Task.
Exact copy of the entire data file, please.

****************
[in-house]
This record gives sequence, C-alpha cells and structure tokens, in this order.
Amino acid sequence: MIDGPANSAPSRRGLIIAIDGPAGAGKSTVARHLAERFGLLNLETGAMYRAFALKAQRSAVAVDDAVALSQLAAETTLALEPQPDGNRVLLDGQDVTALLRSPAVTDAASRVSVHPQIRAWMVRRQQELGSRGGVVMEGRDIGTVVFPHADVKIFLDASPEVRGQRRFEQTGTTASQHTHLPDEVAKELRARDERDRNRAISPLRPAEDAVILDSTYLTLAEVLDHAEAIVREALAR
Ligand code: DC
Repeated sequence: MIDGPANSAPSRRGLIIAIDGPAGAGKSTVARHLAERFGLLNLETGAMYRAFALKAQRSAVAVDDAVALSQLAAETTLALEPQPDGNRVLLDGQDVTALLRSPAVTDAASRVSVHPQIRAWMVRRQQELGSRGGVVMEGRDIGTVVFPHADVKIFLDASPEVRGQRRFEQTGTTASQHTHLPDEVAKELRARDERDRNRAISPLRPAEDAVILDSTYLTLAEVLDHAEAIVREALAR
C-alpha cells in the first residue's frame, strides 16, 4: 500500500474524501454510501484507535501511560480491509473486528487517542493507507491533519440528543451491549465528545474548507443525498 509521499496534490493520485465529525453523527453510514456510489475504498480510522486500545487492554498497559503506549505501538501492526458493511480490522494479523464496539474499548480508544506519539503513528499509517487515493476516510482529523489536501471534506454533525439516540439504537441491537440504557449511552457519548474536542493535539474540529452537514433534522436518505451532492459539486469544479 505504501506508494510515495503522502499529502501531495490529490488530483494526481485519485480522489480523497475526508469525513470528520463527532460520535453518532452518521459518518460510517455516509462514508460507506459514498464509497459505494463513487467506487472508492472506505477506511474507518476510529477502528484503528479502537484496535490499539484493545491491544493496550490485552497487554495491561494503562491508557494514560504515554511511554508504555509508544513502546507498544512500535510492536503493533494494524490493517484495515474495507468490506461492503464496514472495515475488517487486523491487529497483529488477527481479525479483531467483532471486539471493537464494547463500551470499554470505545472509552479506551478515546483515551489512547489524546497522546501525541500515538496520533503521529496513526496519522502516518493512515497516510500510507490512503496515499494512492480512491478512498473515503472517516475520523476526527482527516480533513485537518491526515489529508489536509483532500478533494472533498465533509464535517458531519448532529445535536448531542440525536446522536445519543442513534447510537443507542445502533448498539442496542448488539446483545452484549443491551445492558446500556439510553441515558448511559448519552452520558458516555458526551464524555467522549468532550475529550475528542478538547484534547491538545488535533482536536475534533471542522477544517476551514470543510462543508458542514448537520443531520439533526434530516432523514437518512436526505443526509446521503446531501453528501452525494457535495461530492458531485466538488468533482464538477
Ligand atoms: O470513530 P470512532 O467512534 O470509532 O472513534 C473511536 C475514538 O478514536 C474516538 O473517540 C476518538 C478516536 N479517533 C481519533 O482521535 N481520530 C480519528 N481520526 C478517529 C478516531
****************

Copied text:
[in-house]
This record gives sequence, C-alpha cells and structure tokens, in this order.
Amino acid sequence: MIDGPANSAPSRRGLIIAIDGPAGAGKSTVARHLAERFGLLNLETGAMYRAFALKAQRSAVAVDDAVALSQLAAETTLALEPQPDGNRVLLDGQDVTALLRSPAVTDAASRVSVHPQIRAWMVRRQQELGSRGGVVMEGRDIGTVVFPHADVKIFLDASPEVRGQRRFEQTGTTASQHTHLPDEVAKELRARDERDRNRAISPLRPAEDAVILDSTYLTLAEVLDHAEAIVREALAR
Ligand code: DC
Repeated sequence: MIDGPANSAPSRRGLIIAIDGPAGAGKSTVARHLAERFGLLNLETGAMYRAFALKAQRSAVAVDDAVALSQLAAETTLALEPQPDGNRVLLDGQDVTALLRSPAVTDAASRVSVHPQIRAWMVRRQQELGSRGGVVMEGRDIGTVVFPHADVKIFLDASPEVRGQRRFEQTGTTASQHTHLPDEVAKELRARDERDRNRAISPLRPAEDAVILDSTYLTLAEVLDHAEAIVREALAR
C-alpha cells in the first residue's frame, strides 16, 4: 500500500474524501454510501484507535501511560480491509473486528487517542493507507491533519440528543451491549465528545474548507443525498 509521499496534490493520485465529525453523527453510514456510489475504498480510522486500545487492554498497559503506549505501538501492526458493511480490522494479523464496539474499548480508544506519539503513528499509517487515493476516510482529523489536501471534506454533525439516540439504537441491537440504557449511552457519548474536542493535539474540529452537514433534522436518505451532492459539486469544479 505504501506508494510515495503522502499529502501531495490529490488530483494526481485519485480522489480523497475526508469525513470528520463527532460520535453518532452518521459518518460510517455516509462514508460507506459514498464509497459505494463513487467506487472508492472506505477506511474507518476510529477502528484503528479502537484496535490499539484493545491491544493496550490485552497487554495491561494503562491508557494514560504515554511511554508504555509508544513502546507498544512500535510492536503493533494494524490493517484495515474495507468490506461492503464496514472495515475488517487486523491487529497483529488477527481479525479483531467483532471486539471493537464494547463500551470499554470505545472509552479506551478515546483515551489512547489524546497522546501525541500515538496520533503521529496513526496519522502516518493512515497516510500510507490512503496515499494512492480512491478512498473515503472517516475520523476526527482527516480533513485537518491526515489529508489536509483532500478533494472533498465533509464535517458531519448532529445535536448531542440525536446522536445519543442513534447510537443507542445502533448498539442496542448488539446483545452484549443491551445492558446500556439510553441515558448511559448519552452520558458516555458526551464524555467522549468532550475529550475528542478538547484534547491538545488535533482536536475534533471542522477544517476551514470543510462543508458542514448537520443531520439533526434530516432523514437518512436526505443526509446521503446531501453528501452525494457535495461530492458531485466538488468533482464538477
Ligand atoms: O470513530 P470512532 O467512534 O470509532 O472513534 C473511536 C475514538 O478514536 C474516538 O473517540 C476518538 C478516536 N479517533 C481519533 O482521535 N481520530 C480519528 N481520526 C478517529 C478516531